Boiler Room Fraudsters’ Efforts Rising, but Less Successful

April 24, 2012 /

There were more reports of share fraud activity in 2011 than 2010, but fewer people lost money, a Financial Services Authority (FSA) statistics show.

In 2011 the FSA saw a 19 per cent increase in enquiries about share fraud, commonly known as ‘boiler room’ fraud, with 5,401 reports made compared to 4,527 in 2010. In the same year, the FSA secured four criminal prosecutions for boiler room fraud: David Mason, and Tomas, Kevin and Christopher Wilmot.

However, despite the increase there was a seven per cent drop in 2011 (from 831 to 770) in the number of people who having been contacted by a boiler room, then invested. The FSA already warned about a rise in reports of ‘cloned firm’ share fraudsters in February 2010.

As the average investor loses approximately £20,000 to share fraudsters, the drop in the number of victims represents a significant amount of money that could have been saved.

The FSA has previously warned that share fraudsters increasingly clone genuine authorised firms or individuals to appear more credible, and the statistics support that trend. In 2011, there were 449 reports made about a number of cloned firms – almost three times as many as the year before when 161 reports were made to the FSA.

To help protect consumers from share fraudsters the FSA has created a new video about share fraud. It explains in simple terms what a boiler room is, how it operates, how consumers can avoid becoming a victim, and importantly what steps to take if they have been scammed.

Should anybody receive an unsolicited call or email from a firm offering to buy or sell shares, the FSA recommends taking the following steps:

ask for the contact details of the person calling you;
check the firm or individual’s status on the FSA register;
check the FSA’s ‘warning list’ to see if the firm is a known boiler room;
call the firm back on the switchboard number provided on the FSA Register to make sure that the call came from the legitimate authorised firm;
make as many other enquiries as possible to establish the firm’s validity; and
if in doubt – contact the FSA.
Anybody who has been contacted by a suspicious firm should report the encounter as soon as possible by calling the FSA on 0845 606 1234 or reporting it online.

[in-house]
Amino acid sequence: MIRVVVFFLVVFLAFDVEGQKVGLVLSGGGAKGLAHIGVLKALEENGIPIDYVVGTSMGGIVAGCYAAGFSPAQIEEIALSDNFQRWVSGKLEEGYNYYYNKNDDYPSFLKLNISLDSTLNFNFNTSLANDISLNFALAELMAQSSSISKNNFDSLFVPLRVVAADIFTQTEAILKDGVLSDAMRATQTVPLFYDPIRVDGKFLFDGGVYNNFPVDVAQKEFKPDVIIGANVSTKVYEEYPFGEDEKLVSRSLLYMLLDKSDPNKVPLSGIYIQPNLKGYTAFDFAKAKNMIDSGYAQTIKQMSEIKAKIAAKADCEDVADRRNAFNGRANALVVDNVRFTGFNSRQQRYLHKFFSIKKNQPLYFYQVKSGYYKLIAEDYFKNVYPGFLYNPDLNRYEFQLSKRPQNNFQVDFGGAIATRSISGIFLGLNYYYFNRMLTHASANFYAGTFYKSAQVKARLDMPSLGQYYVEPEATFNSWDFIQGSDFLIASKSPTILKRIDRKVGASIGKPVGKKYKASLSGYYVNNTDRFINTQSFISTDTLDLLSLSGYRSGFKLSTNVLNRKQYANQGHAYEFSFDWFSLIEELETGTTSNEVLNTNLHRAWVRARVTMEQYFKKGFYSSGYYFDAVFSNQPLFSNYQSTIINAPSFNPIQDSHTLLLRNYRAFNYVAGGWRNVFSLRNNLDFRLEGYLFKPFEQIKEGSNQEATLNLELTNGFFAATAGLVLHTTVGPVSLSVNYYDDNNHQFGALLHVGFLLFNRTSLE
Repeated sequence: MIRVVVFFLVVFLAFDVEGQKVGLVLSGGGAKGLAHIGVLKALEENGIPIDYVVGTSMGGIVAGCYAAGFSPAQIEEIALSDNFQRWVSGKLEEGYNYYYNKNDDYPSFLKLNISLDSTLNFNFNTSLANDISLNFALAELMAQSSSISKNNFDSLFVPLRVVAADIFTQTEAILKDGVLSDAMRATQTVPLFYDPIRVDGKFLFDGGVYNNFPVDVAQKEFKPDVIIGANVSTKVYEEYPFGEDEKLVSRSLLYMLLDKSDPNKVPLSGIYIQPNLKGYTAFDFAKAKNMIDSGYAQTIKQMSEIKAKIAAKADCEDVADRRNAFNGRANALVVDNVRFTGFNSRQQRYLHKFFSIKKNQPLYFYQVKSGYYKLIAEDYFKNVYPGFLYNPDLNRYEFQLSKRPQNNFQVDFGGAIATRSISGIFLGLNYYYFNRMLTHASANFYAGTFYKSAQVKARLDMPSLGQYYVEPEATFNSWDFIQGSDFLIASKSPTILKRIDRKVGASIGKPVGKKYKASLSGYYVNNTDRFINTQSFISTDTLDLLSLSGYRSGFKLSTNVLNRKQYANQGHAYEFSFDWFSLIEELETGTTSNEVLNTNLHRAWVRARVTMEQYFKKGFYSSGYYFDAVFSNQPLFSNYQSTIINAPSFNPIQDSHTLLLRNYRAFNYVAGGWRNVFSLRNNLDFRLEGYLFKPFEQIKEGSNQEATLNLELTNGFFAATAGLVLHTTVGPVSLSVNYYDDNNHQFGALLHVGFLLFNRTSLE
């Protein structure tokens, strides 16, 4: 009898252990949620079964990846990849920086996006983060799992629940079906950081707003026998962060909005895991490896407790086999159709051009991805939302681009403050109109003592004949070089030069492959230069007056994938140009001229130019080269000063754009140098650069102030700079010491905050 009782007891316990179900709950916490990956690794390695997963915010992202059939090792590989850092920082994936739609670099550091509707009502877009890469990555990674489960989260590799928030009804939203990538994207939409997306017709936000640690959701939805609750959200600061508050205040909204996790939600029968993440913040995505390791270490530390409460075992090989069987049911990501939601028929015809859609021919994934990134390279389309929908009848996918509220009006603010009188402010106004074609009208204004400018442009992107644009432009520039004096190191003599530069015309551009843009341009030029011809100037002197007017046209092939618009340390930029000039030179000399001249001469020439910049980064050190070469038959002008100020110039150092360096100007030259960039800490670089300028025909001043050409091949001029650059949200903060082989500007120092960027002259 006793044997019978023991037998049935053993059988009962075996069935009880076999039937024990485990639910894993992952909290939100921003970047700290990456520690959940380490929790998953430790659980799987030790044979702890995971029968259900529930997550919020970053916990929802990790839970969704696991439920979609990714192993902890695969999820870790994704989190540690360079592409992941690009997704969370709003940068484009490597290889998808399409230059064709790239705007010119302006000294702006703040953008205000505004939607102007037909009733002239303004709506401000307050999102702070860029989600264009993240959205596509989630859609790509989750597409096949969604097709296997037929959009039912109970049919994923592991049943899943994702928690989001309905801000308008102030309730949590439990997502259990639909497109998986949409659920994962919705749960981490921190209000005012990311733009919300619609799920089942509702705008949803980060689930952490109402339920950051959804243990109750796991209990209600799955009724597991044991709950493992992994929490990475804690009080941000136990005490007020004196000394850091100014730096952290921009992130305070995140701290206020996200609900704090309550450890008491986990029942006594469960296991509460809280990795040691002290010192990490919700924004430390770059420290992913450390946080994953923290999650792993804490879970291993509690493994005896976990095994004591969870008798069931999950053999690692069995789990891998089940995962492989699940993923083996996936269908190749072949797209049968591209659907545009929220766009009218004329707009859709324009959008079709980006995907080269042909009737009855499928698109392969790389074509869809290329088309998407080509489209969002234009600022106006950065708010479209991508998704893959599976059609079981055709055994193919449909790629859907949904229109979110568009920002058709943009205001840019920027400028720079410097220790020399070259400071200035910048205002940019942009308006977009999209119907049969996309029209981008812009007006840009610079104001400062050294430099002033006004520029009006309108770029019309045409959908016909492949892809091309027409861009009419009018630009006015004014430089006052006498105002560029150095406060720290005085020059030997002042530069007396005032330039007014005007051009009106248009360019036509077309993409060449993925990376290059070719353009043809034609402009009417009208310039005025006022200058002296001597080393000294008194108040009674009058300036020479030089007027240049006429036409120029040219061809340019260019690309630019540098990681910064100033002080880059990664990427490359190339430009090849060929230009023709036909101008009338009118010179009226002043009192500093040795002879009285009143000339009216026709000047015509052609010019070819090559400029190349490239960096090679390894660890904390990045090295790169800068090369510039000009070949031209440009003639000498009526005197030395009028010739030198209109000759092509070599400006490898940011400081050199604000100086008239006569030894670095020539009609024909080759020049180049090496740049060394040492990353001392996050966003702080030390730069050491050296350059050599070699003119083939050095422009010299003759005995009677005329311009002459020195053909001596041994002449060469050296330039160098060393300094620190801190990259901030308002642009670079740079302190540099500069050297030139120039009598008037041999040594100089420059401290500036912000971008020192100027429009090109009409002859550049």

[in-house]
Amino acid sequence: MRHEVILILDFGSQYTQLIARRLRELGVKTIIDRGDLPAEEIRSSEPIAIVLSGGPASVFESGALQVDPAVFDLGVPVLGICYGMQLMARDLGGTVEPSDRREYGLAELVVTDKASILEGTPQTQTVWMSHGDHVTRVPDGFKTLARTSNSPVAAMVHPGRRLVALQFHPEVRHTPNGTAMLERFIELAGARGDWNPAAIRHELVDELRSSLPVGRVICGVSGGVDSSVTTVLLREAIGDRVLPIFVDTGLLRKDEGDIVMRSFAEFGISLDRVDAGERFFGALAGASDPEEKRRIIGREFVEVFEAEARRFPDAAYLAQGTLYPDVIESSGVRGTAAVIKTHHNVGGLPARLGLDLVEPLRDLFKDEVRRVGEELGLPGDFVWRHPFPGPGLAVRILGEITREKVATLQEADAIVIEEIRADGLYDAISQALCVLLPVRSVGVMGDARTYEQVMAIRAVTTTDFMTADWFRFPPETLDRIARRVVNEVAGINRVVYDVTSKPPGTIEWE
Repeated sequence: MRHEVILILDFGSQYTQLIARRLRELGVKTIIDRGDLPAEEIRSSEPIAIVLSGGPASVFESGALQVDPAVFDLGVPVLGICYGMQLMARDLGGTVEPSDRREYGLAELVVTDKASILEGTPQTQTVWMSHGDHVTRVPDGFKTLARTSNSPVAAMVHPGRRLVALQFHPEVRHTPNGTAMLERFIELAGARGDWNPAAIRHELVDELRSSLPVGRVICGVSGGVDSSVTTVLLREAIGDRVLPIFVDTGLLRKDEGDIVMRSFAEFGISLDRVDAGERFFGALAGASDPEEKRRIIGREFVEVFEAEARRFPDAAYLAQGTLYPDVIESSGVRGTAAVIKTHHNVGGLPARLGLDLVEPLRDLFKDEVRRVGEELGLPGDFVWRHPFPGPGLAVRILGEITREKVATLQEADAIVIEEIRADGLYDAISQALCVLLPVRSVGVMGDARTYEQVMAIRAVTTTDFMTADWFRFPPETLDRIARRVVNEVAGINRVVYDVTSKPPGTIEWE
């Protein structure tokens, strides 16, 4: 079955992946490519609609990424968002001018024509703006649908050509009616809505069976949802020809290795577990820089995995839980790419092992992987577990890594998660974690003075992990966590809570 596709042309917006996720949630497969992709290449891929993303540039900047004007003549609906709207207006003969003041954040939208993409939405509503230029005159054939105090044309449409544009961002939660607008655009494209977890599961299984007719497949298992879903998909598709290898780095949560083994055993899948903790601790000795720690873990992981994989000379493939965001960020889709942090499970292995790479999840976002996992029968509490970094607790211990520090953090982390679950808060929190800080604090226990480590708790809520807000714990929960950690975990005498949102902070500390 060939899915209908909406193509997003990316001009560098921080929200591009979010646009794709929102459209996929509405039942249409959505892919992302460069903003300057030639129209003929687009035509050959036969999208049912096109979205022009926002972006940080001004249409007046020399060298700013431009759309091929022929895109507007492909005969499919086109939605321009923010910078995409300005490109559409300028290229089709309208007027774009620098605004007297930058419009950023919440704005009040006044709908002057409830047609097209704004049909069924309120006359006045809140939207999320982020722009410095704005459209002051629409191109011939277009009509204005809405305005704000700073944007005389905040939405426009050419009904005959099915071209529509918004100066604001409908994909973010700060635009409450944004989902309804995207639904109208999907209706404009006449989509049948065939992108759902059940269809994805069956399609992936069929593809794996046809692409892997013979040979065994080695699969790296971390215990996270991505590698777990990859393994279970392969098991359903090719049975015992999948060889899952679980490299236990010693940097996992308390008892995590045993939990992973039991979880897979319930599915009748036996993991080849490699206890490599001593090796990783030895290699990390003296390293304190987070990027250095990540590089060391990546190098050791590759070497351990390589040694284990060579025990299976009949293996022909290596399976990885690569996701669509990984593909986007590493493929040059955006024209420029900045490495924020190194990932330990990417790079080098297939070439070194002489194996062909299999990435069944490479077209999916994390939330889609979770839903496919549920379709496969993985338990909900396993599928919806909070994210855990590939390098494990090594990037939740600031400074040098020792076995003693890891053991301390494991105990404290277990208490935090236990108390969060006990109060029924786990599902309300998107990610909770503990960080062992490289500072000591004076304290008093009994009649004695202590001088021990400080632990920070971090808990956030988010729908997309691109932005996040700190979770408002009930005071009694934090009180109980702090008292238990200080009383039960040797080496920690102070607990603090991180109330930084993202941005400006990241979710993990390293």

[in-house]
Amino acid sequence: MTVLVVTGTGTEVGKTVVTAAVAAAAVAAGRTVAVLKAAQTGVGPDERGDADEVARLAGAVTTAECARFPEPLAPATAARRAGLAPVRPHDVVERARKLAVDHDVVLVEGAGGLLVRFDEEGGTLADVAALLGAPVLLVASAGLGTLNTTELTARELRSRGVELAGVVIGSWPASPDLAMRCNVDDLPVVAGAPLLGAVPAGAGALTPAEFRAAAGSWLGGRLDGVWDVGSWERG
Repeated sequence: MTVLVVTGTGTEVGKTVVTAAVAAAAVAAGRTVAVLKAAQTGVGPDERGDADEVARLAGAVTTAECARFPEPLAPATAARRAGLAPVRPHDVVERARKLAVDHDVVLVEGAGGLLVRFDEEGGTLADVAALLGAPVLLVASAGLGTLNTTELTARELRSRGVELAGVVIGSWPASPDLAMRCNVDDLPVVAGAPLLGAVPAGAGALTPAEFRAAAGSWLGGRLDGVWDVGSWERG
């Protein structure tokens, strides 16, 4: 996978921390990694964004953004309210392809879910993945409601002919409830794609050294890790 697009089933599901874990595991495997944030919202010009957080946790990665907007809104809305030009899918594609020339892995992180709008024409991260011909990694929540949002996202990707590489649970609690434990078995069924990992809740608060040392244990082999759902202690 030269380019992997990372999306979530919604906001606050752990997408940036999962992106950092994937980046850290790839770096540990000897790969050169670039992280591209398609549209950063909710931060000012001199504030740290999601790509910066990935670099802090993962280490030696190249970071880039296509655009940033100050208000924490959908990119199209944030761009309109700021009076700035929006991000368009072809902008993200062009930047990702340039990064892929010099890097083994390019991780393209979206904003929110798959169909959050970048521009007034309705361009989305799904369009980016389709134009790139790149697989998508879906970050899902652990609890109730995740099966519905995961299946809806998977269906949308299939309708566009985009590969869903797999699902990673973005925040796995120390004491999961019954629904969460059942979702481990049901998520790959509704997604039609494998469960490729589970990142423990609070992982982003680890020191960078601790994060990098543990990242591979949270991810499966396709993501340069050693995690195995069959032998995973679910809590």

Jonathan Phelan, the FSA’s head of unauthorised business, said: “It is encouraging that the number of people who actually parted with their money has dropped. This suggests that our warnings about unauthorised firms are getting through and people are better prepared when they are called out of the blue. So far, the figures for the early part of 2012 show this trend continuing – but it is too early to draw any firm conclusions just yet.

“A seven per cent drop in the number of investors might seem small, but in this case it represents 61 people. Our research shows that the average investor loses around £20,000, so it is possible that around a million pounds in consumer losses may have been prevented.

“We will continue to fight all forms of unauthorised business but the strongest weapon against scams remains common sense and a little bit of homework: check who you are dealing with and never forget that if it sounds too good to be true – it probably is.”

Share fraudsters, commonly known as ‘boiler rooms’, usually contact people by telephone and use high pressure sales tactics to con investors into buying non-tradable, overpriced or even non-existent shares. Boiler rooms are unauthorised, overseas-based companies with bogus UK addresses and phone lines routed abroad.

Unauthorised firms are not covered by the Financial Services Compensation Scheme therefore should somebody invest through an unauthorised business, it is highly likely they will lose their money if the firm goes bust or disappears.

 

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